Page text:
Plaintiff had previously taken both Tylenol and Motrin (ibuprofen) for her pain. Beginning as early as 2010, Dr. Mirza prescribed Motrin 800 mg for Plaintiff's back and neck pain. See AR-1 at 454-60. In 2011, months after Unum had approved her claim, she similarly reported taking over-the-counter ibuprofen and Tylenol. See id. at 704. In 2012, Plaintiff explained to Dr. Cheng that she took Tylenol, Advil, and ibuprofen for her pain. See id. at 930. Dr. Cheng stated that her “[t]reatment to date ha[d] been appropriate,” Id. at 931, and he did not recommend stronger pain medication. Instead, he said her future medical care should include her pain medication, office visits, and injections. See id. at 932.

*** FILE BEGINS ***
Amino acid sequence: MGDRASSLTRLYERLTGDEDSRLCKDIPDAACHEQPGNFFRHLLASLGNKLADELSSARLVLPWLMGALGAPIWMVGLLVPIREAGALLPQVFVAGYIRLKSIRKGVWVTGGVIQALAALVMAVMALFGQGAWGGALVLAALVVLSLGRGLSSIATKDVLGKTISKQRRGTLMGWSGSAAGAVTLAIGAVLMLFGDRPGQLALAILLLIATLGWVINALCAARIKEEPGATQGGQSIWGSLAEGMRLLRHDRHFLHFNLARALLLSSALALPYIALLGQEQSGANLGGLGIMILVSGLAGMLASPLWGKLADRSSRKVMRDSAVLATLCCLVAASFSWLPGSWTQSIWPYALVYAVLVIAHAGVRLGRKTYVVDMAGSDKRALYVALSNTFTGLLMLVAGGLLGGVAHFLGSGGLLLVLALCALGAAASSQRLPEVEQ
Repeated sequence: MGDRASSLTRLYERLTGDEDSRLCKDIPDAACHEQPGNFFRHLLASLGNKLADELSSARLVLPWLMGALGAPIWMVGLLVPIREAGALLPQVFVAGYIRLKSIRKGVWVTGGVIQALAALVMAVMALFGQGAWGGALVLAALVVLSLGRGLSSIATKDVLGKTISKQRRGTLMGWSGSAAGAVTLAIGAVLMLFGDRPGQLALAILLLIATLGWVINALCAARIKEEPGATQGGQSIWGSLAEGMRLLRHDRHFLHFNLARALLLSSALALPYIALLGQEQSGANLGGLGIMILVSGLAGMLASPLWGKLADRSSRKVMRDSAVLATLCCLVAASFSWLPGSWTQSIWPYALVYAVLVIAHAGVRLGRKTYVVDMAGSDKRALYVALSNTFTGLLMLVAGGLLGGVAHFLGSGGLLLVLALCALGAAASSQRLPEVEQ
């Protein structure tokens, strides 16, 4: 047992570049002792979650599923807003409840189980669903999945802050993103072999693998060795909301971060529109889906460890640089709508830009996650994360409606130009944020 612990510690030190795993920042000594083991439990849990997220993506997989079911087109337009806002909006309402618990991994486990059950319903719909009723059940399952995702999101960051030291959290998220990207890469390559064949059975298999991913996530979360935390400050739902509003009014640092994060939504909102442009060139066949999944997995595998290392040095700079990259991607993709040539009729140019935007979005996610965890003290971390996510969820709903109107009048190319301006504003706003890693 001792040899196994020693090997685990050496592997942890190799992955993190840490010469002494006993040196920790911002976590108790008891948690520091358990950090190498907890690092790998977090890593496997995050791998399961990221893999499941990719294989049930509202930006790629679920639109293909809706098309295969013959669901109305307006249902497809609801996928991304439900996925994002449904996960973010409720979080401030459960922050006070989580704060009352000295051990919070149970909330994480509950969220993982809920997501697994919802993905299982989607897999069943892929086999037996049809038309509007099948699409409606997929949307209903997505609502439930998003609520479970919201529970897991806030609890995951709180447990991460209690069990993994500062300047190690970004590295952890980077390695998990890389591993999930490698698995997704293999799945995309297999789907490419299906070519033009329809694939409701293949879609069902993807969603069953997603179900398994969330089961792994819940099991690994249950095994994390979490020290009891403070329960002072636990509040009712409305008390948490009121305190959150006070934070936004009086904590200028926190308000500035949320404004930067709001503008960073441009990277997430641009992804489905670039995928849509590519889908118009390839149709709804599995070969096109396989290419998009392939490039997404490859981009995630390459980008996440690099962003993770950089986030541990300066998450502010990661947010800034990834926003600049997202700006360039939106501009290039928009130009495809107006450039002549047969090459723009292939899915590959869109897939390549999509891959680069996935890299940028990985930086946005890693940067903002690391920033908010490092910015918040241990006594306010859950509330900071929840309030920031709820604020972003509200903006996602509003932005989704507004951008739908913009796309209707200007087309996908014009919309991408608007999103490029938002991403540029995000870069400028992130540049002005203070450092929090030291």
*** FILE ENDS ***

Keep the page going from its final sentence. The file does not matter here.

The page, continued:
From the end of 2012 through 2013, when Plaintiff began seeing Dr. Lin, he prescribed her Tylenol with codeine for her pain. See, e.g., AR-2 at 1250, 1253, 1262, 1267, 1271, 1275, 1281, 1285, 1290, 1327, 1331, 1334, 1337, 1343, 1345, 1349, 1352, 1361, 1367, 1427. She also continued to take ibuprofen. See id. At the end of 2013, Dr. Lin noted that Plaintiff was having gastrointestinal side effects from the pain medication. See id. at 1349. Rather than continuing to increase her pain medication, Dr. Lin also recommended a program to help Plaintiff find other ways to manage her pain. See, e.g., Id. at 1255-56. Although she was initially recommended for such treatment, it was later determined she lived too far away and her insurance would not cover it. See, e.g., Id. at 1272, 1360, 1396.